One of the first fiction writers to use Alien beings from another planet was H.G. Wells. The War of the Worlds is the best known of his works; it also introduced the modern reader to the recurring concept of interplanetary invasion by malign aliens.
The alien invasion was one of two themes which was to crop up again and again in the 'pulp science fiction' years, the 1930s to 1960s. The Cold War made people particularly receptive to the idea of evil and incomprehensible beings coming to destroy or enslave earthly (usually American) life. Examples of these include the short story The Liberation of Earth by William Tenn.
The contrasting picture of aliens during this time was that of the wise and civlised race coming to Earth to impart their wisdom and solve our problems. These stories were almost as popular as the invasion theme, at a time when mankind looked as though it was in the brink of destroying itself. A good example of this story is the movie The Day the Earth Stood Still.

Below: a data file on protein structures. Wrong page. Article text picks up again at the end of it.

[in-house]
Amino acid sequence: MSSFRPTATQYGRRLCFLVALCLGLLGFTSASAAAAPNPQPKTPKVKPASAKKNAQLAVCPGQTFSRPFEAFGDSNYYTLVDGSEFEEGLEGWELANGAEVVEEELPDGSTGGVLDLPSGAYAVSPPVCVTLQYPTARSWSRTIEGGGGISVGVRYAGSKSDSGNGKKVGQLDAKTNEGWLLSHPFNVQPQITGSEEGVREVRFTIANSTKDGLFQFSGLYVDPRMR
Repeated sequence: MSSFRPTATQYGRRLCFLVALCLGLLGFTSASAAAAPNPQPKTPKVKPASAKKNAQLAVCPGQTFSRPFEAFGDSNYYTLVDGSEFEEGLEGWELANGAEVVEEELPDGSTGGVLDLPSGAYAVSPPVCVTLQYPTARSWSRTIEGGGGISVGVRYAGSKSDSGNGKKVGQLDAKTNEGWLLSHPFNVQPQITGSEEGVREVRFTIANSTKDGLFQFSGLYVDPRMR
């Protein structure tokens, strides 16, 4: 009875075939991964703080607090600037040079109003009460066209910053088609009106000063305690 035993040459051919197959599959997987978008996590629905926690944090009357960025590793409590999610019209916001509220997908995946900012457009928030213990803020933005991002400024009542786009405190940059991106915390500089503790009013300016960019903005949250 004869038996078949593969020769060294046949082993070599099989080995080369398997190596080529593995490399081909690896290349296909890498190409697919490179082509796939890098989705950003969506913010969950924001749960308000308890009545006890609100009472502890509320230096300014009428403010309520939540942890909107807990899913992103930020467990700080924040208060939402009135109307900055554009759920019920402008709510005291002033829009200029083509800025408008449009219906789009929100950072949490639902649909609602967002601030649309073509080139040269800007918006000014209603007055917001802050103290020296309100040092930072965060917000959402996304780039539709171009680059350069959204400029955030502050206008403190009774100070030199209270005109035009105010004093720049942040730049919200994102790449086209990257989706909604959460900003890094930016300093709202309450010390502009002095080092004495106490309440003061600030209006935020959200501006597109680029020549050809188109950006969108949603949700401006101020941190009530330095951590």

One of the most frequently portrayed alien races from our own solar system are the Martians, Mars being the most romanticized of the other planets whose surface conditions are closest to being amenable to life. See Mars in fiction for more details on the red planet's numerous roles.
Many of the aliens have been hostile and alien invasion has been a very popular idea in Anglo-Saxon science fiction.
Writers have created a long list of extraterrestrial creatures and intelligent beings; see the list of aliens in fiction.